Fly Fishing the Wisconsin Driftless Area

by | Mar 20, 2017 | Uncategorized | 2 comments

Morning came early today in the Wisconsin Driftless Area with my college friends.  Most of us haven’t seen each other since my 50th on the Henry’s Fork back in 2015 so we got a little excited last night.  So excited we stayed up until 4 AM playing cards and catching up.  It was a heck of a good time but this bunch of old guys were feeling it today.  Nonetheless we’ve been down this road together and after a breakfast to die for we headed out on one of the most little-known trout fishing regions in the USA.


The Driftless is an area that encompasses North East Iowa, South East Minnesota and mostly South Western Wisconsin.  I lived in Wisconsin for four years and return to fish almost every year yet I’ve never fished the Driftless.  The secret of the region is that its home to some excellent, overlooked trout fishing.  My friends fish here often and have been inviting me for years.  With speaking in MN over the weekend this was an opportunity that couldn’t be missed.


We’re somewhere an hour south of La Crosse, WI staying in a house my boys rent often for fishing here.  Due to the number of us we split up in groups.  I went with Mark Rieser and Dave Kittaka both of whom have fished with me back in Idaho several times.  Mark lives in Iowa and fishes here often.  Dave came up from his home in Indiana.  We drove a short ways and must have crossed four different tiny rivers.


Normally there would still be snow on the ground but Wisconsin’s winter has been mild.  The leaves haven’t popped on the trees yet and the grasses are still dead.  Things look more like late November than springtime.  But when we stopped to rig up the sounds of singing birds brought the place to life.  No doubt it was spring.


Mark led the way down to the river and went into action.  As I always do in a new fishing place, I kicked back and observed to begin my day.  Mark was chucking two small nymphs below an indicator.  He was fishing at the base of a riffle dumping into a deep hole.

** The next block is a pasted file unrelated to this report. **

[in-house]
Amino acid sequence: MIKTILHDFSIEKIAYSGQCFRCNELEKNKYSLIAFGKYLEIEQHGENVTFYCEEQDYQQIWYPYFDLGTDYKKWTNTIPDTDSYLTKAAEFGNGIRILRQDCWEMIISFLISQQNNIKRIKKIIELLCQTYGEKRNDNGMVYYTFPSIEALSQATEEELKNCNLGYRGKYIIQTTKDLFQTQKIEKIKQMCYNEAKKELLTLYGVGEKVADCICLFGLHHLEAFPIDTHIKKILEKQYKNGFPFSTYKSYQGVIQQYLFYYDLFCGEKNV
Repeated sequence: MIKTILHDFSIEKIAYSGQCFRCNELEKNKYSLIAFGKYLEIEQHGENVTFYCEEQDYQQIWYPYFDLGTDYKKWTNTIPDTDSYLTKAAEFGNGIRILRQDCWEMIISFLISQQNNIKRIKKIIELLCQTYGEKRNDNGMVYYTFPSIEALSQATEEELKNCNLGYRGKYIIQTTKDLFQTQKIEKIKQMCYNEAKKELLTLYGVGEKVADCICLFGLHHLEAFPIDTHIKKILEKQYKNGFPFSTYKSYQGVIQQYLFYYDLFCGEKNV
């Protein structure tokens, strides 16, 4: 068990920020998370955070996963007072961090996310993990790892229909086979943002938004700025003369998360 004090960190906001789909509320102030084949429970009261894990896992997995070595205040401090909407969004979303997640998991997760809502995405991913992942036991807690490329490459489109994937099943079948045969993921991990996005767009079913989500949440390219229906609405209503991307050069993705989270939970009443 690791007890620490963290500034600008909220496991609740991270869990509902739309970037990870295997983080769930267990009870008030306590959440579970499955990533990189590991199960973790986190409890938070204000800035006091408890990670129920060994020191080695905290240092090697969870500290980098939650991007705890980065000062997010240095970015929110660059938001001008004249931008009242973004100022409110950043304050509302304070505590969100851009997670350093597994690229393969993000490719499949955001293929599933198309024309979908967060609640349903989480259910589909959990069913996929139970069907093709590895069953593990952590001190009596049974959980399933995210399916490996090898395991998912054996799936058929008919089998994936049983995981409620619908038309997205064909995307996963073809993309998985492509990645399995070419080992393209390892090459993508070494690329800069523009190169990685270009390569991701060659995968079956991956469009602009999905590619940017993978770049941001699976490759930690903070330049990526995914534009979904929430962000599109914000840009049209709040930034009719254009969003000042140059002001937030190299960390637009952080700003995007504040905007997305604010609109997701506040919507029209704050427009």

It didn’t take long.  Marks indicator dove and he set the hook.  I didn’t know whether to expect a huge Wyoming size brown or a brook trout.  In came a handsome little brownie that reminded me of fishing on a European trout stream.  I love fish like this and after the photo I went to work.


I was using a new Winston today.  I was fishing the 9’ 4-weight Air.  This is the ultimate dry fly rod so rather than nymph I opted to toss a dry fly.  I’m rusty so I tied on something I can see – a size 16 Parachute Adams.  This time of year, no matter where you fish there are blue-winged olives and March browns.  The Adams covered that and sure enough, in the first fishy looking lie I landed a brown of my own.


The brown trout here are mostly small but all wild and gorgeous.  Mark and the others that fish here have indeed taken a few 20” beasts over the years, but in general, the trout here run 10 to 12 inches.  The small size doesn’t bother me at all because there were no other anglers on the stretch we were fishing – a situation so uncommon these days out west on my waters.